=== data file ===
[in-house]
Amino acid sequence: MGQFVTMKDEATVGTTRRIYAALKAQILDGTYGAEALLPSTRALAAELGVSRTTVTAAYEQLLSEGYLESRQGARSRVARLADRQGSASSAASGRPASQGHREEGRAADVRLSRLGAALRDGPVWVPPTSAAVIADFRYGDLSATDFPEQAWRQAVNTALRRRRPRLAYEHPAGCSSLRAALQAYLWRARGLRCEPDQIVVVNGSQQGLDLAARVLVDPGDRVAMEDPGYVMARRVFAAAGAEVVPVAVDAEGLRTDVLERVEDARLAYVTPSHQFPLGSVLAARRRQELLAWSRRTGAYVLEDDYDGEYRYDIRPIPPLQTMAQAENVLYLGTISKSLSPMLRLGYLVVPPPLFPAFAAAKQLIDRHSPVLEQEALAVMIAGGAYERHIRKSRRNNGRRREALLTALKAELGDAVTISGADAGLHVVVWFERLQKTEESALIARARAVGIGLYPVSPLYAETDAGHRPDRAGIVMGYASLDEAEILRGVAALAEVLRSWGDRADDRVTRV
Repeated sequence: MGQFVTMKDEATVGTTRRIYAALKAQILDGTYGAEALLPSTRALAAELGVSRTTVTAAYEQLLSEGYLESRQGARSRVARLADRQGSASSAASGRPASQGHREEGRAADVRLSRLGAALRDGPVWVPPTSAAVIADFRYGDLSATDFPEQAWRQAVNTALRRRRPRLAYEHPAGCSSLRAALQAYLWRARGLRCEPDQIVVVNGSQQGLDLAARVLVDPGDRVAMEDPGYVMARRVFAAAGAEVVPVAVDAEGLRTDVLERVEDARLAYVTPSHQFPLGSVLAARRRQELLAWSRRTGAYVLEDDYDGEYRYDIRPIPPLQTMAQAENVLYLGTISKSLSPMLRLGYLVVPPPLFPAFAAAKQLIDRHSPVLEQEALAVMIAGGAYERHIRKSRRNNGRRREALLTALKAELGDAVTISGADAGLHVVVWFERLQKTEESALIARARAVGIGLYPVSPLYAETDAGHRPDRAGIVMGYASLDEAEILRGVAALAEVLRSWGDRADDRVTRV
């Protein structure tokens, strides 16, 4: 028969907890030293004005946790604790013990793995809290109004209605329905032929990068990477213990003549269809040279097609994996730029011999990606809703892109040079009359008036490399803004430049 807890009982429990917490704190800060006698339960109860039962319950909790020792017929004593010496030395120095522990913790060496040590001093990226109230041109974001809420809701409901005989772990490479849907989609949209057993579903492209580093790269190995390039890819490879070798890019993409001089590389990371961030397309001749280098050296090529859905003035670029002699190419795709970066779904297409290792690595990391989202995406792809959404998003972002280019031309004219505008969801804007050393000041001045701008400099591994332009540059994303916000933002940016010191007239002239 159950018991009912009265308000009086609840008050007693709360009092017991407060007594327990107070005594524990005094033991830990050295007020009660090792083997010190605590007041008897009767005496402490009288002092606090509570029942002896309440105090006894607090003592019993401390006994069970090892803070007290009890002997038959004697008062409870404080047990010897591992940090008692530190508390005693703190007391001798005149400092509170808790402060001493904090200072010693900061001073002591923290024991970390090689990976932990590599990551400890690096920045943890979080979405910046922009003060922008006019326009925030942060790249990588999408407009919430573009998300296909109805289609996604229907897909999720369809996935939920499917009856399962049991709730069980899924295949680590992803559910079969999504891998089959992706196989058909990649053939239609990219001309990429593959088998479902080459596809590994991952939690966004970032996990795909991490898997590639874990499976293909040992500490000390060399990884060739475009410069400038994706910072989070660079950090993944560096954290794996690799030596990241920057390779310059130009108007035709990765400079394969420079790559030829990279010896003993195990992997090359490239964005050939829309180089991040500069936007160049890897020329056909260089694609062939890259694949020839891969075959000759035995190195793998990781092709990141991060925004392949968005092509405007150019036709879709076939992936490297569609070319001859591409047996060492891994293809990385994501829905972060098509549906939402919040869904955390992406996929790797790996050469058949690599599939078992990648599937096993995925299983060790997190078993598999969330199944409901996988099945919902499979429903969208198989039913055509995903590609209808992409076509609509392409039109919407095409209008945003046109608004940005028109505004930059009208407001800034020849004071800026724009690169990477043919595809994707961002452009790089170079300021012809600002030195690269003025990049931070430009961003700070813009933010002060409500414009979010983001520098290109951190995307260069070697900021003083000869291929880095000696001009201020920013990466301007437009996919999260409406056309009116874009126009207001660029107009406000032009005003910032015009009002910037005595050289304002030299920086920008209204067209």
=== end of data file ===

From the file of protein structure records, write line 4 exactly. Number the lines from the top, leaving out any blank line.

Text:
């Protein structure tokens, strides 16, 4: 028969907890030293004005946790604790013990793995809290109004209605329905032929990068990477213990003549269809040279097609994996730029011999990606809703892109040079009359008036490399803004430049 807890009982429990917490704190800060006698339960109860039962319950909790020792017929004593010496030395120095522990913790060496040590001093990226109230041109974001809420809701409901005989772990490479849907989609949209057993579903492209580093790269190995390039890819490879070798890019993409001089590389990371961030397309001749280098050296090529859905003035670029002699190419795709970066779904297409290792690595990391989202995406792809959404998003972002280019031309004219505008969801804007050393000041001045701008400099591994332009540059994303916000933002940016010191007239002239 159950018991009912009265308000009086609840008050007693709360009092017991407060007594327990107070005594524990005094033991830990050295007020009660090792083997010190605590007041008897009767005496402490009288002092606090509570029942002896309440105090006894607090003592019993401390006994069970090892803070007290009890002997038959004697008062409870404080047990010897591992940090008692530190508390005693703190007391001798005149400092509170808790402060001493904090200072010693900061001073002591923290024991970390090689990976932990590599990551400890690096920045943890979080979405910046922009003060922008006019326009925030942060790249990588999408407009919430573009998300296909109805289609996604229907897909999720369809996935939920499917009856399962049991709730069980899924295949680590992803559910079969999504891998089959992706196989058909990649053939239609990219001309990429593959088998479902080459596809590994991952939690966004970032996990795909991490898997590639874990499976293909040992500490000390060399990884060739475009410069400038994706910072989070660079950090993944560096954290794996690799030596990241920057390779310059130009108007035709990765400079394969420079790559030829990279010896003993195990992997090359490239964005050939829309180089991040500069936007160049890897020329056909260089694609062939890259694949020839891969075959000759035995190195793998990781092709990141991060925004392949968005092509405007150019036709879709076939992936490297569609070319001859591409047996060492891994293809990385994501829905972060098509549906939402919040869904955390992406996929790797790996050469058949690599599939078992990648599937096993995925299983060790997190078993598999969330199944409901996988099945919902499979429903969208198989039913055509995903590609209808992409076509609509392409039109919407095409209008945003046109608004940005028109505004930059009208407001800034020849004071800026724009690169990477043919595809994707961002452009790089170079300021012809600002030195690269003025990049931070430009961003700070813009933010002060409500414009979010983001520098290109951190995307260069070697900021003083000869291929880095000696001009201020920013990466301007437009996919999260409406056309009116874009126009207001660029107009406000032009005003910032015009009002910037005595050289304002030299920086920008209204067209």